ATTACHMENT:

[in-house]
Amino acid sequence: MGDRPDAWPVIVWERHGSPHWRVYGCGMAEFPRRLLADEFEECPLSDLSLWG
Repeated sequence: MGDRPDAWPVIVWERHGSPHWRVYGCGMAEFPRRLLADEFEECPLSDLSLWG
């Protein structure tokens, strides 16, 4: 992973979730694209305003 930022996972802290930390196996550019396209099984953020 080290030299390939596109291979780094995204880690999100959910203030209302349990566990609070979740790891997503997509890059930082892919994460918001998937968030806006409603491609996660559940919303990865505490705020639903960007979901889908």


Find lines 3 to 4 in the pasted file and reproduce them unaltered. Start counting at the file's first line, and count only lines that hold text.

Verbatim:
Repeated sequence: MGDRPDAWPVIVWERHGSPHWRVYGCGMAEFPRRLLADEFEECPLSDLSLWG
């Protein structure tokens, strides 16, 4: 992973979730694209305003 930022996972802290930390196996550019396209099984953020 080290030299390939596109291979780094995204880690999100959910203030209302349990566990609070979740790891997503997509890059930082892919994460918001998937968030806006409603491609996660559940919303990865505490705020639903960007979901889908």